A great day for decisive battles.
31 BC Battle of Actium
After the assassination of Julius Caesar in 44 BC, the Roman world came to be divided between the forces of Caesar’s nephew Octavian (later Augustus Caesar) and Caesar’s right-hand man, Marc Antony. Antony had taken up Caesar’s old mistress Cleopatra and become ruler of Egypt and the Middle East. Octavian feared that Antony had ambitions to seize all of the Roman empire and confronted him in a naval battle off the coast of Greece. When the Egyptian fleet abandoned Antony, the battle was lost. Antony and Cleopatra were soon to commit suicide and leave Octavian as unchallenged emperor.
1870 Battle of Sedan
Napoleon III, the incompetent nephew of the great Napoleon Bonaparte, was foolishly goaded into a war with the German military powerhouse Prussia and was soundly beaten in the Franco-Prussian War. At the Battle of Sedan Napoleon III was captured (he is pictured above sitting with the German Chancellor Bismarck), his Second Empire government collapsed, and Prussia dictated harsh terms for peace. The French resentment over this defeat and the peace treaty helped lead to World War I.
1898 Battle of Omdurman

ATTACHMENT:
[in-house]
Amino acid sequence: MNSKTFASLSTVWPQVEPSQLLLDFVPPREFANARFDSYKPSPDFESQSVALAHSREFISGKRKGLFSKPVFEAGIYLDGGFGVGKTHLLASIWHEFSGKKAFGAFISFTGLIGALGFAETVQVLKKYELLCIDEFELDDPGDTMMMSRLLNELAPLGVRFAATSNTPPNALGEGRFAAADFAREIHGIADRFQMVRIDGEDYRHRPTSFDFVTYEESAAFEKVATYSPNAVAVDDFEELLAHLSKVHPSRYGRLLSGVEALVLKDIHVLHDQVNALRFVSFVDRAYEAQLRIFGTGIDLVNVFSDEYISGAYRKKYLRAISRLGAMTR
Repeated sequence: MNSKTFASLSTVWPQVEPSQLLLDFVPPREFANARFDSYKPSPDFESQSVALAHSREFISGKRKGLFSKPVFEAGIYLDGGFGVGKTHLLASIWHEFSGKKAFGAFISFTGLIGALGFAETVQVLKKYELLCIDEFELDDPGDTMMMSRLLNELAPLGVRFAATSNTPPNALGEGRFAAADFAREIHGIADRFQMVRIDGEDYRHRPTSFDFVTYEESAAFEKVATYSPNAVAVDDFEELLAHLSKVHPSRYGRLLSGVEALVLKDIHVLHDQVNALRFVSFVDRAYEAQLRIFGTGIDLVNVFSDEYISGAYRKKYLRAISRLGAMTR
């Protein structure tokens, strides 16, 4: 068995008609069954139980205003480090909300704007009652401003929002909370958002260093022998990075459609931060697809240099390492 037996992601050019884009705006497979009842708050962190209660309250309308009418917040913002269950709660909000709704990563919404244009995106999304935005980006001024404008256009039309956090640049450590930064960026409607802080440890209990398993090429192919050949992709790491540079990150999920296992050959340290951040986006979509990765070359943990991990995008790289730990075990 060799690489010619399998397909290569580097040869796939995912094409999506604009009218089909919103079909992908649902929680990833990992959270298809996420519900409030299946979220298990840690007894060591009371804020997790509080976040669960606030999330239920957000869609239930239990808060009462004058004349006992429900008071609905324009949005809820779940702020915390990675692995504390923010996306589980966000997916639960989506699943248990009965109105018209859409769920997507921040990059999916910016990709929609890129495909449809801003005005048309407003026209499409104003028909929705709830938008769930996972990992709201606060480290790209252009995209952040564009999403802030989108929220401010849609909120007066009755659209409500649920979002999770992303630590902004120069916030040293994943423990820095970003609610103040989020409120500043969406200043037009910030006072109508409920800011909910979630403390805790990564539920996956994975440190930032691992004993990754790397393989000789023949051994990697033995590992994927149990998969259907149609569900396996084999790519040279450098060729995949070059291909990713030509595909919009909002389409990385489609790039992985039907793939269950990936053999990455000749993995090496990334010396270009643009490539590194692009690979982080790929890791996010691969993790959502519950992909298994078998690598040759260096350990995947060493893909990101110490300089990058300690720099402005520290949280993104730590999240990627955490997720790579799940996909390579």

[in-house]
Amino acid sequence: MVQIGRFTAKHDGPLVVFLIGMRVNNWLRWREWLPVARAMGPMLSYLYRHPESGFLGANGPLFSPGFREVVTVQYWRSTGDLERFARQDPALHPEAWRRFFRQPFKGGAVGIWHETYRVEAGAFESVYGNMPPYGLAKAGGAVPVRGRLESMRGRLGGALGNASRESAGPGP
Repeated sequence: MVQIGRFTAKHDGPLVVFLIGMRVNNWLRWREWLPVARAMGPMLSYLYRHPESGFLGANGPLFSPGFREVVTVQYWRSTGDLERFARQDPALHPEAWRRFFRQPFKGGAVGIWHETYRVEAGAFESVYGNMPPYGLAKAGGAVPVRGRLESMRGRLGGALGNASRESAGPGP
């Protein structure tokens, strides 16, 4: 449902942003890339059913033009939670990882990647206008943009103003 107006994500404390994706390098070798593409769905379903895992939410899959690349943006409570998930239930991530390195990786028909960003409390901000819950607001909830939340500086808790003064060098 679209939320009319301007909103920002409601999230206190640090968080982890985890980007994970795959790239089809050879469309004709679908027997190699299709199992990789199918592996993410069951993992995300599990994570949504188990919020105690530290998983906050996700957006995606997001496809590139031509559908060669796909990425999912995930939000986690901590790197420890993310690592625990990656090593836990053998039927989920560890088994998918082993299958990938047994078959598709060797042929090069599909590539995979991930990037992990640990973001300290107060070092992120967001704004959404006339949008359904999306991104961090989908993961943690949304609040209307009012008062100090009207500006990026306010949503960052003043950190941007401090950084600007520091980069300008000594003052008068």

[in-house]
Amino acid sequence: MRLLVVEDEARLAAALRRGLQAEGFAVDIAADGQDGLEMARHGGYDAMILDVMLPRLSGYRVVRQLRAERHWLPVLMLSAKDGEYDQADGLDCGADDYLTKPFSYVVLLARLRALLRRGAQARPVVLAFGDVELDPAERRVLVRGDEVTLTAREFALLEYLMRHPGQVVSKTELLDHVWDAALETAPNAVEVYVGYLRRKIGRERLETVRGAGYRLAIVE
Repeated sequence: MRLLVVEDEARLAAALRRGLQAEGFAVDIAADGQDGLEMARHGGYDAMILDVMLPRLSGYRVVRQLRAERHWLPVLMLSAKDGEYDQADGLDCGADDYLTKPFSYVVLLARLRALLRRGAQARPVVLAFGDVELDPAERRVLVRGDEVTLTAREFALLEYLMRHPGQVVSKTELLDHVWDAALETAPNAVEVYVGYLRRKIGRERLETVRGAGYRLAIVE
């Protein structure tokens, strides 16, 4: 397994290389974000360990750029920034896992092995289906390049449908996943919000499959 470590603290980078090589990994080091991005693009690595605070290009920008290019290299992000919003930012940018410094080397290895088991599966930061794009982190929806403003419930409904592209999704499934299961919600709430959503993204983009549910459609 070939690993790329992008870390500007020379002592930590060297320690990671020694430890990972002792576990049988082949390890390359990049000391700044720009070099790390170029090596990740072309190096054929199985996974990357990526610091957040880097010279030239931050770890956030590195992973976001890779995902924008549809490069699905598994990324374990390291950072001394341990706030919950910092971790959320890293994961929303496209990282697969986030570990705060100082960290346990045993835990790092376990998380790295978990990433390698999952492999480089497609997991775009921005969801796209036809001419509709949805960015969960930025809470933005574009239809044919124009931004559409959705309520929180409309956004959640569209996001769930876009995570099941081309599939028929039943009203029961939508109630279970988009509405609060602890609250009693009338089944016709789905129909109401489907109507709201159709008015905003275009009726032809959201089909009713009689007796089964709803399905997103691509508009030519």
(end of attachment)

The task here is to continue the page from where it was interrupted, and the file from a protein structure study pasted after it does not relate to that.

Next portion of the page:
In the 1880s a Muslim prophet, Muhammad Ahmad, styled himself the Mahdi, a Messiah-like figure whom many Muslims believe is to rule on earth before the Final Judgement. The Mahdi drove the British and Egyptians out of the Sudan in 1885, killed General Gordon, the British governor, and set up a fundamentalist state. In 1898 an Anglo-Egyptian army, accompanied by gunboats and Canadian voyageurs, marched up the Nile to confront the Mahdi’s successor, the Khalifa, at Omdurman (near present-day Khartoum). The Mahdists greatly outnumbered the invaders but the British were much more heavily armed, equipped with machine-guns and heavy artillery. The effect of modern weaponry was devastating on the Sudanese spearman and cavalry. One observer noted: “They could never get near and they refused to hold back. … It was not a battle but an execution. … The bodies were not in heaps—bodies hardly ever are; but they spread evenly over acres and acres. Some lay very composedly with their slippers placed under their heads for a last pillow; some knelt, cut short in the middle of a last prayer. Others were torn to pieces.” Winston Churchill was present at the battle and took part in the cavalry charge depicted above. The Mahdists suffered 10,000 dead while the British lost 42 men.